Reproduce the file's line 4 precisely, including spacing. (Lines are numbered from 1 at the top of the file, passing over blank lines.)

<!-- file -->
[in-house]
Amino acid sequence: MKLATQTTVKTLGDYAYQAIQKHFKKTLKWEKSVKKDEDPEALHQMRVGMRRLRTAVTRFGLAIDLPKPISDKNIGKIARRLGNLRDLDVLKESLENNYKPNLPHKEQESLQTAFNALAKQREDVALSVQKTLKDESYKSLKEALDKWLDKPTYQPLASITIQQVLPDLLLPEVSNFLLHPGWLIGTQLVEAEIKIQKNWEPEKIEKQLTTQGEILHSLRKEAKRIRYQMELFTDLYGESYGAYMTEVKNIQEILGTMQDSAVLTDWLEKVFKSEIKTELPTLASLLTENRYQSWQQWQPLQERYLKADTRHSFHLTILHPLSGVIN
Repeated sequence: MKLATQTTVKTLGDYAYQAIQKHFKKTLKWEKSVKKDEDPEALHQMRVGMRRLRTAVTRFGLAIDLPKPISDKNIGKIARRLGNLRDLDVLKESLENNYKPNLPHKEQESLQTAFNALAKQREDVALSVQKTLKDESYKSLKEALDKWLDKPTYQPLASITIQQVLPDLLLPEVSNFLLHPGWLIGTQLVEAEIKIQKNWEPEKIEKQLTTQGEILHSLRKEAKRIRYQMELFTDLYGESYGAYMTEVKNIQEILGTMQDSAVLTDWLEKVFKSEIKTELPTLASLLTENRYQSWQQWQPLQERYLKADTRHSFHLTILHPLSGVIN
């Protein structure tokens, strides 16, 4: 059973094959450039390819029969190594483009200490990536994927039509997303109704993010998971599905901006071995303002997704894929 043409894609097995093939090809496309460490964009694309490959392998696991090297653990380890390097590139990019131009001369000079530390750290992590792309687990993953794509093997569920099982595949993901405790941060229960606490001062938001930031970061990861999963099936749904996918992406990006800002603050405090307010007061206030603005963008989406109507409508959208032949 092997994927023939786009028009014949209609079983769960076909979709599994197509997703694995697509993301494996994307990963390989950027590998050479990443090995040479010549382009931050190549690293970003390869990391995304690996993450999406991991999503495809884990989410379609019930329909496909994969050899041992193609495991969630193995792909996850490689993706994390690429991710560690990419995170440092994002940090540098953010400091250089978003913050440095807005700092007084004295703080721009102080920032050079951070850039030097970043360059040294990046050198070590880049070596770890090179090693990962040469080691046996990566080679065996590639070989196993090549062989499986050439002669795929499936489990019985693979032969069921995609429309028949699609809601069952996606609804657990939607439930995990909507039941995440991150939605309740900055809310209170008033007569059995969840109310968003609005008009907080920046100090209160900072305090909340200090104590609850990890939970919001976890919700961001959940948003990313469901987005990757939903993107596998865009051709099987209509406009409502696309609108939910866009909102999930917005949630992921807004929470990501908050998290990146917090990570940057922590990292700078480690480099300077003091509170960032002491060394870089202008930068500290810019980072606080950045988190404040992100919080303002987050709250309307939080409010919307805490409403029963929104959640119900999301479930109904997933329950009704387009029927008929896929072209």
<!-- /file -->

């Protein structure tokens, strides 16, 4: 059973094959450039390819029969190594483009200490990536994927039509997303109704993010998971599905901006071995303002997704894929 043409894609097995093939090809496309460490964009694309490959392998696991090297653990380890390097590139990019131009001369000079530390750290992590792309687990993953794509093997569920099982595949993901405790941060229960606490001062938001930031970061990861999963099936749904996918992406990006800002603050405090307010007061206030603005963008989406109507409508959208032949 092997994927023939786009028009014949209609079983769960076909979709599994197509997703694995697509993301494996994307990963390989950027590998050479990443090995040479010549382009931050190549690293970003390869990391995304690996993450999406991991999503495809884990989410379609019930329909496909994969050899041992193609495991969630193995792909996850490689993706994390690429991710560690990419995170440092994002940090540098953010400091250089978003913050440095807005700092007084004295703080721009102080920032050079951070850039030097970043360059040294990046050198070590880049070596770890090179090693990962040469080691046996990566080679065996590639070989196993090549062989499986050439002669795929499936489990019985693979032969069921995609429309028949699609809601069952996606609804657990939607439930995990909507039941995440991150939605309740900055809310209170008033007569059995969840109310968003609005008009907080920046100090209160900072305090909340200090104590609850990890939970919001976890919700961001959940948003990313469901987005990757939903993107596998865009051709099987209509406009409502696309609108939910866009909102999930917005949630992921807004929470990501908050998290990146917090990570940057922590990292700078480690480099300077003091509170960032002491060394870089202008930068500290810019980072606080950045988190404040992100919080303002987050709250309307939080409010919307805490409403029963929104959640119900999301479930109904997933329950009704387009029927008929896929072209």